The last workshop on Fiscal Fitness, on March 18, will cover estate planning . You may attend this work- shop even if you did not attend any of the prior ses- sions. Please call ext. 4594 for reservations. A three-part series on parenting skillls will begin March 9 and continue for three consecutive Wednes- days during the lunch hour. This series will include com- munication skills for parents, alternatives to nagging, how to give a time-out and getting along with your teen . Reg- ister for any of these pro- grams by calling ext. 4594. Anyone interested may join a new cancer support group. The first meeting will be March 10 in U.C. 220, from noon to 1 p.m. Please bring your lunch. The group is for anyone who has been per- sonally touched by cancer or has experienced it through someone close. On March 31 , a lunchtime program will be offered on child safety. The program will discuss making children's environments safe and what to do in common emergen- cies. Call ext. 4594 for more information. Remember to check the human resources bulletin board for current activities and programs. Please call me at ext. 2621 with ideas for programs you would like to see offered on campus. - Calista Frank Classifieds For sale. Mink jacket. Excellent condition , light brown, small. $700. Please see Silvia at the Law School , room 206, or call ext. 4646. Service. Colorlogic Glam- our system from Mary Kay. Call for free skin consultation. Mary Therese, 287-0763. For sale. 1974 Datsun 260Z. Excellent condition , strong engine, new transmis- sion and clutch . $2,000 firm. Call Peter, 553-3824.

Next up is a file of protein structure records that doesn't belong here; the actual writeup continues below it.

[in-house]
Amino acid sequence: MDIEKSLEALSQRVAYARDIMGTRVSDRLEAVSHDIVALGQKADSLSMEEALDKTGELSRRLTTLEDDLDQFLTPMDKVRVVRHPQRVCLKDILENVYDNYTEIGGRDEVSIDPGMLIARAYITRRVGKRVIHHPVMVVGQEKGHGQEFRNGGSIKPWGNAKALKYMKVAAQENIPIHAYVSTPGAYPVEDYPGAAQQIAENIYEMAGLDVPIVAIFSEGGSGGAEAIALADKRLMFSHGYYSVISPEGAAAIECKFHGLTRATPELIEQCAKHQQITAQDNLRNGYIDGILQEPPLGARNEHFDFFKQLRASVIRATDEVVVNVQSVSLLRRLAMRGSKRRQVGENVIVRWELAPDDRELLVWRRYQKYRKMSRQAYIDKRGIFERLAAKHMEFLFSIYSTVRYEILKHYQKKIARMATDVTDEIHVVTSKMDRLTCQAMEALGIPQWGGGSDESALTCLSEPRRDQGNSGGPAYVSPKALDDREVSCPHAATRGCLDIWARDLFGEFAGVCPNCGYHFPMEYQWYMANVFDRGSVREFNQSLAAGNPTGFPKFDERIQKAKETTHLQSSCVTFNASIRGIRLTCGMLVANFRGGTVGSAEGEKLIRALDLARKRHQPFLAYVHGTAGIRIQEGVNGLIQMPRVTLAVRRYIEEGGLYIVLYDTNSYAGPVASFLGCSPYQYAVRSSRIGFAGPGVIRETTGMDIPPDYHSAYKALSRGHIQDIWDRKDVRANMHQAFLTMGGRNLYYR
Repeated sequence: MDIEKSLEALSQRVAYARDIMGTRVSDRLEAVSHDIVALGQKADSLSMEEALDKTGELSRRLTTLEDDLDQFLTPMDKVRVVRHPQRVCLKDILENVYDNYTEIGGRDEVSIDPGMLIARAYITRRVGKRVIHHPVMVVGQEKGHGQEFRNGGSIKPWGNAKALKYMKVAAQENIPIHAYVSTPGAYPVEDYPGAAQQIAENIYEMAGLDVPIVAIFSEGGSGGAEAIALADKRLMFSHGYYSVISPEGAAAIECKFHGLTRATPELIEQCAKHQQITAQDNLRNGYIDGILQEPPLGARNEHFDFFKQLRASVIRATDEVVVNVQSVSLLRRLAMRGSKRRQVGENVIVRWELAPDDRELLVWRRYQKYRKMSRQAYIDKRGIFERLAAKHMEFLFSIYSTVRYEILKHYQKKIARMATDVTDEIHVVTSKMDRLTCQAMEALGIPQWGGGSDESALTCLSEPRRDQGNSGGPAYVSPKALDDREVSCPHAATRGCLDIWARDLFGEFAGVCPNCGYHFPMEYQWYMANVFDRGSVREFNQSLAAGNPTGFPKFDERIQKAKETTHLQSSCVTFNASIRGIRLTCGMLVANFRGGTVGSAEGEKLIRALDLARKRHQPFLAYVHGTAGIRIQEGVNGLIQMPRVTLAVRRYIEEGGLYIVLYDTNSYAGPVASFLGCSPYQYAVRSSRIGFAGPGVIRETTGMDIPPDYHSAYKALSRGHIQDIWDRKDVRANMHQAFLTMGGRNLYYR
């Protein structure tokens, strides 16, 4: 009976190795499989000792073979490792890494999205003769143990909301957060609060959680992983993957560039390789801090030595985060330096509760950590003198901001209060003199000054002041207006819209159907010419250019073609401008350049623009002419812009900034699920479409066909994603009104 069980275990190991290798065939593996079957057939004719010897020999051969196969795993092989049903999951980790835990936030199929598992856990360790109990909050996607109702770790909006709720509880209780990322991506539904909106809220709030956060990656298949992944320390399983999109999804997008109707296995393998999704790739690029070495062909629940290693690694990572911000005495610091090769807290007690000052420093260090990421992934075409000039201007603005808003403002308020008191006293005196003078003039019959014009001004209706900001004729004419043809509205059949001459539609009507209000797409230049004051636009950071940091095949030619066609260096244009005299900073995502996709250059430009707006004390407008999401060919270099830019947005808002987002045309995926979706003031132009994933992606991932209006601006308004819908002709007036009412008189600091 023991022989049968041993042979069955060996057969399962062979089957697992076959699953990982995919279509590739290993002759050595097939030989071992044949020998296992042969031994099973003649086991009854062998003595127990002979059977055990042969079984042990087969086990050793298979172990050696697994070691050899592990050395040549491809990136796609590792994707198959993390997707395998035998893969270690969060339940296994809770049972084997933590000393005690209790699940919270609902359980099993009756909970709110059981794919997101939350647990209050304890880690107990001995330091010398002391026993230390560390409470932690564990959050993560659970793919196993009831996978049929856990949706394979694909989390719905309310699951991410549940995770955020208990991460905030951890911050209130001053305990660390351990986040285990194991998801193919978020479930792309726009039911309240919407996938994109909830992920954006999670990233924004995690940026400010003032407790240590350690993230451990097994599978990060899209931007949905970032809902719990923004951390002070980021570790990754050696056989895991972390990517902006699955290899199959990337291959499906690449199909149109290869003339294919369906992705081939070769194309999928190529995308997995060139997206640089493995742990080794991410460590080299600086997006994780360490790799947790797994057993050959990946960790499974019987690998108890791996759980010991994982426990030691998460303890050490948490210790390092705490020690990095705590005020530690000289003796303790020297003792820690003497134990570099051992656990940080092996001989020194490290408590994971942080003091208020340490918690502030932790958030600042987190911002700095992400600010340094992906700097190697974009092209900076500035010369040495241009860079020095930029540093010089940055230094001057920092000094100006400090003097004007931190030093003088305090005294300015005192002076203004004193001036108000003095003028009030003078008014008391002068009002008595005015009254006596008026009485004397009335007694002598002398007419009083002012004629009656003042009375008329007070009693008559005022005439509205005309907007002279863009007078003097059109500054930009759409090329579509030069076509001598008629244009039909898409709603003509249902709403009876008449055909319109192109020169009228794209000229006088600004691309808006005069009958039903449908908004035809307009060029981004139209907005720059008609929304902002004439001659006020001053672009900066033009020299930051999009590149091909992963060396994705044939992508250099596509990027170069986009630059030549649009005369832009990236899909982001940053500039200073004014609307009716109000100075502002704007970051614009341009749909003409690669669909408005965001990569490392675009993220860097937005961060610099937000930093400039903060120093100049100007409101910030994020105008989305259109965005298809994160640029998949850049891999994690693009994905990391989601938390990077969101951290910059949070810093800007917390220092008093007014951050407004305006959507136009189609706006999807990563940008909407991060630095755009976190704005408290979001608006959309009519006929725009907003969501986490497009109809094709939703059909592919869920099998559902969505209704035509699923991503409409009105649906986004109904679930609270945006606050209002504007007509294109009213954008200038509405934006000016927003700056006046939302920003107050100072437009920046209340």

Residence life and housing staff includes (back row , left to right) Will Polimadei, Mark Trafton , Skip Walsh, John Giammalva, Ka)' Brown , (front row) Rick Hagan, Judy Sandman , Julie Thurman , Kathi Spittel , Kathy Bruzzese, Larry Perez , Grace McElhaney . Not /Jictured: Joan Keams, Sister Helen Lorch, Sally 0 /J/JY , Lori Stevenson and Mary Tavares .